Story: Saving Tarboo Creek by Scott Freeman and Susan Leopold Freeman is a collection of stories about the family’s ecological conservation efforts both in the Tarboo Creek watershed in Washington state and across the country. Significant time is also spent sharing the history of conservation and how humans have affected change in the natural world across the globe.
Freshwater mussels have faces that only a mother could love, and they remain in deep trouble. It takes an effective ecological education – and an ethical commitment that borders on the spiritual – to understand that mussels matter, too.
Why: This particular book piqued my interest first with its beautiful cover art, and then further when I saw the authors. Susan Leopold Freeman is the daughter of Carl Leopold and the granddaughter of Aldo Leopold. These are names I am very familiar with having grown up in Wisconsin. I admit to being very quiet and inactive in the arena of conservation (and anything else that one might deem “political”). Selfishly however, as someone who enjoys a wide variety of outdoor activities, it is important to me that we do our best to preserve the “natural” spaces in our country and around the world. I would also like to think that my children and their children might have the same opportunities to enjoy land that hasn’t been spoiled by human activity. This title felt like a way to connect to these feelings in a positive way.
An ecosystem is a tapestry; climate change pulls at the threads.
Opinion: Personally, I enjoyed this book on a number of levels. I found it entertaining at times and very educational at others. There were waves of nostalgia and moments of fear. The illustrations have a rawness to them that made me feel like I’d stumbled on someone’s journal. The writing was accessible, and I didn’t feel as if the authors were “dumbing things down” for me or using too much scientific jargon. The variety of topics also kept me engaged, even though I may have felt a slight overdose of salmon! As a whole it left me feeling encouraged about our natural world, even though there is obviously much work to be done.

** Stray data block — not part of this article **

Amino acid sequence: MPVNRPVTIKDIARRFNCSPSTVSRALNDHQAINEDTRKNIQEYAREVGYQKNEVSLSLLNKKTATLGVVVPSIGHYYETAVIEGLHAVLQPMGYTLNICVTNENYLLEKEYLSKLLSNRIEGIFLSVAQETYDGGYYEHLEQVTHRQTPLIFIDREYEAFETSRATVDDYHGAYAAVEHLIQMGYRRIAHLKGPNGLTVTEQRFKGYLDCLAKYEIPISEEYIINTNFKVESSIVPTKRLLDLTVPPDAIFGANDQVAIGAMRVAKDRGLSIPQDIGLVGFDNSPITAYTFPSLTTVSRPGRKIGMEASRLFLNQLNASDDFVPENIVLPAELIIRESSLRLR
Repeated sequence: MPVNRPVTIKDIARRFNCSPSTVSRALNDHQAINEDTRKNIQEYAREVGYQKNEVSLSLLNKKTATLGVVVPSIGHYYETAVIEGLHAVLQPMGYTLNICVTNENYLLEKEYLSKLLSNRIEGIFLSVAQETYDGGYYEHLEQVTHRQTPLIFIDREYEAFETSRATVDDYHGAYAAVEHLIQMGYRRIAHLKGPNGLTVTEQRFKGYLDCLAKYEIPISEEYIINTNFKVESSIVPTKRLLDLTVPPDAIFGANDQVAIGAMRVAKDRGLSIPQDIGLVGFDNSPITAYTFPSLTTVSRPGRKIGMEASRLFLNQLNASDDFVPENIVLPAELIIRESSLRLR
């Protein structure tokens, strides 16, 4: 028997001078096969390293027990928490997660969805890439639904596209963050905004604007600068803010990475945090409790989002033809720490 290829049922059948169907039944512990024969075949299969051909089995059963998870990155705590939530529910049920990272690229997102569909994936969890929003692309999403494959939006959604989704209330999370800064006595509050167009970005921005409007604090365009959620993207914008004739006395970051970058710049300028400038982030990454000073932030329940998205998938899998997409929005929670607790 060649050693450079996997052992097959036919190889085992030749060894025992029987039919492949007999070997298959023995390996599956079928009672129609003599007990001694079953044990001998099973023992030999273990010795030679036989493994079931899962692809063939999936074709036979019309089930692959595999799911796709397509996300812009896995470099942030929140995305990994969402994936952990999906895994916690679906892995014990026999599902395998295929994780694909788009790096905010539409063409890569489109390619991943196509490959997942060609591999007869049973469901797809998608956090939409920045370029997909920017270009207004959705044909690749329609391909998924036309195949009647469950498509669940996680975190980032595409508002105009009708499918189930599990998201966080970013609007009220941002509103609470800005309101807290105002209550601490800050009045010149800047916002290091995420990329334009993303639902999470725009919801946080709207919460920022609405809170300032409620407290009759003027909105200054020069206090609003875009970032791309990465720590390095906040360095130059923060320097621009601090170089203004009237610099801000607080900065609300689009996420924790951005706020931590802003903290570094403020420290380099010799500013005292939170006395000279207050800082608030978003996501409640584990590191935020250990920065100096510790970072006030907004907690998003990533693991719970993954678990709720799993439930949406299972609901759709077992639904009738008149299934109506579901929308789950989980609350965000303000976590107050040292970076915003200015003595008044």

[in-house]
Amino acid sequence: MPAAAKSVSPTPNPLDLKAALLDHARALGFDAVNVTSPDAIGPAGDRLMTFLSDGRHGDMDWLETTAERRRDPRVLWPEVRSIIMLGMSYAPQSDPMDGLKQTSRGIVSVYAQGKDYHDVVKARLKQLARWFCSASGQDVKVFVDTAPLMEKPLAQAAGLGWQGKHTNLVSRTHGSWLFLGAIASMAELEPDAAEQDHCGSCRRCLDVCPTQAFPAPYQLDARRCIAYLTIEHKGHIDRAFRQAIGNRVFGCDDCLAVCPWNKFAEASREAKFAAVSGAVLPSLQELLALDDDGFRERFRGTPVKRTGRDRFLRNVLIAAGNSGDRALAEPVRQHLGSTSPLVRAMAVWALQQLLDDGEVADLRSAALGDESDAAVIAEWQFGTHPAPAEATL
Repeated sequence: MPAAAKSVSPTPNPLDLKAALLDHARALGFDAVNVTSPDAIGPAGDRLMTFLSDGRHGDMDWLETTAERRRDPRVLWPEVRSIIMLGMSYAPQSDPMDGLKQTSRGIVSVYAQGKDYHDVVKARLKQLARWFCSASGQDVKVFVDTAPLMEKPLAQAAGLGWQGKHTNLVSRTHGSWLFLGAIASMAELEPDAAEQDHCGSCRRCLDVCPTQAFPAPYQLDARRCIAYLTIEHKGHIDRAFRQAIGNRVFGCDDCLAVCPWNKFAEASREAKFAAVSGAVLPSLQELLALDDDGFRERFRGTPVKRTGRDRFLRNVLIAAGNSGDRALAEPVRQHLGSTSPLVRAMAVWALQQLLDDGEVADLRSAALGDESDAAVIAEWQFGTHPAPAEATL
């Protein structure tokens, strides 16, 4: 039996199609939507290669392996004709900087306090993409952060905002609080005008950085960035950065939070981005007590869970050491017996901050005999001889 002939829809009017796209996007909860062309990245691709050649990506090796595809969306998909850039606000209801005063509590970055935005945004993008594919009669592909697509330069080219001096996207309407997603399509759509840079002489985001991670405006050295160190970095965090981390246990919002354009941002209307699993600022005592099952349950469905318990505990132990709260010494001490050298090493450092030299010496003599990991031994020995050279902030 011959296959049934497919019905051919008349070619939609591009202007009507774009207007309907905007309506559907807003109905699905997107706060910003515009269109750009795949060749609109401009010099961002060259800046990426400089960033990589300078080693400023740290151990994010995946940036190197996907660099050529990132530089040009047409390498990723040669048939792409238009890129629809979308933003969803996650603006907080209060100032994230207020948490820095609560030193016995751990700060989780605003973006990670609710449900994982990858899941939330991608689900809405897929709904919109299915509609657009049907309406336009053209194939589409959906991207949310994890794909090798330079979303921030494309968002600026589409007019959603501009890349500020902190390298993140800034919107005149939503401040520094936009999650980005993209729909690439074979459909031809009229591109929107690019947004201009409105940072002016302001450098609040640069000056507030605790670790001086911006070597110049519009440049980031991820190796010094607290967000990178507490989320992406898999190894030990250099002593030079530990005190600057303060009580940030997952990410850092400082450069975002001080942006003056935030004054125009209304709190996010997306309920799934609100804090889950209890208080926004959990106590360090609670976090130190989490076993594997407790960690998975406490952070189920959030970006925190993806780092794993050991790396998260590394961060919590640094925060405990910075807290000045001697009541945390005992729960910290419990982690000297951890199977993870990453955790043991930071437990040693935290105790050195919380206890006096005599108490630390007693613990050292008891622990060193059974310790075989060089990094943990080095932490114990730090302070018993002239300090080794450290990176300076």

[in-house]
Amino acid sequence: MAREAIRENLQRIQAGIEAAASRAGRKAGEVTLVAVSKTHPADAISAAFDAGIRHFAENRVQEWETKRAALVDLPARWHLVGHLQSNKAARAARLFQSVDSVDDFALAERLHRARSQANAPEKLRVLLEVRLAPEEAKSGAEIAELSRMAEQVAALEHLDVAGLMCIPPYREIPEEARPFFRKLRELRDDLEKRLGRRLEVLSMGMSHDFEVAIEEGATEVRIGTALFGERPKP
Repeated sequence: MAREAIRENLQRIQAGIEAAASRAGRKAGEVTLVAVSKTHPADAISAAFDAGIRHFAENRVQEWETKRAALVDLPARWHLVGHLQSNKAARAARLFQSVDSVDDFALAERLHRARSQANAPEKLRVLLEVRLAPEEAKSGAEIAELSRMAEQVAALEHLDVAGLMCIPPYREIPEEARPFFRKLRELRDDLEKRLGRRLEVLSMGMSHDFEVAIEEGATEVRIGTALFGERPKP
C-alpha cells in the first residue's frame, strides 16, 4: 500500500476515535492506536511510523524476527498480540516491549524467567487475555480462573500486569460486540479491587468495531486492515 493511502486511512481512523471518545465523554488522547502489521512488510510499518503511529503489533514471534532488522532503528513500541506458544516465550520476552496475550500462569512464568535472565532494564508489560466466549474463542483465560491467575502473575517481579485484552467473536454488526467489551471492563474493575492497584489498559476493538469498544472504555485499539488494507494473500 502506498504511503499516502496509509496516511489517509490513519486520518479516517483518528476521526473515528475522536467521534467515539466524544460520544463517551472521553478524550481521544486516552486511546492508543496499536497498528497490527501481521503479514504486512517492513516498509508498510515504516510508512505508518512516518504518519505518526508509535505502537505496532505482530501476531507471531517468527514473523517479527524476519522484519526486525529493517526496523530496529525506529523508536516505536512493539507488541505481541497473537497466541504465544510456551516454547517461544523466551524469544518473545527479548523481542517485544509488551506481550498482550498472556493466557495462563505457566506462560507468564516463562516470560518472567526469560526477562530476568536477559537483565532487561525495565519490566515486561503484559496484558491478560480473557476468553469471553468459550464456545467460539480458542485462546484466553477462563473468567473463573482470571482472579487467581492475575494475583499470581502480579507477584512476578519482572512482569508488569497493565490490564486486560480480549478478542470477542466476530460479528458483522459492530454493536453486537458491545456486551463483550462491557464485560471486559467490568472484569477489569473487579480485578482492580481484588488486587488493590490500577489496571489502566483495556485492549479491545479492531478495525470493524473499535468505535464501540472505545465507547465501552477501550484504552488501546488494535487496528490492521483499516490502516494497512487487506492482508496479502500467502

…reforestation efforts like ours seem like throwing pebbles into the ocean. But when thousands of people are throwing pebbles in thousands of places, at the same time, things change. The rings from the splashes are expanding, reclaiming lost landscapes. Planting a tree is a way to apply hope.
Recommendation: If you consider yourself a lover of the outdoors, someone who appreciates the wonder of unspoiled terrain, or even just someone who wants to understand how conservation works, I strongly encourage you to read this book. This is not a book that will appeal to the masses, and probably isn’t the first book I would choose for a vacation. (Even though my vacations typically include a number of hikes!) However, I think it has acted as a gateway
drug book for me into the world of natural nonfiction, and I believe it could do that for others as well. There is enough personal material to make it readable, but enough factual information to make it educational. I’m excited to find more books like it!
Every generation has to find its own way of fighting our materialistic nature and reminding its children of the values that matter and endure. We are born to take, but we learn to give.
Journaling Prompts: (If you haven’t read any of my other reviews, I enjoy putting together a few questions about the book for those that have already read, or choose to read the book after viewing this post!)
- How did you feel after reading this book?
- Which chapter stood out to you? Why?
- What can you do as an action item to improve your natural life?
- Will you read more about these issues?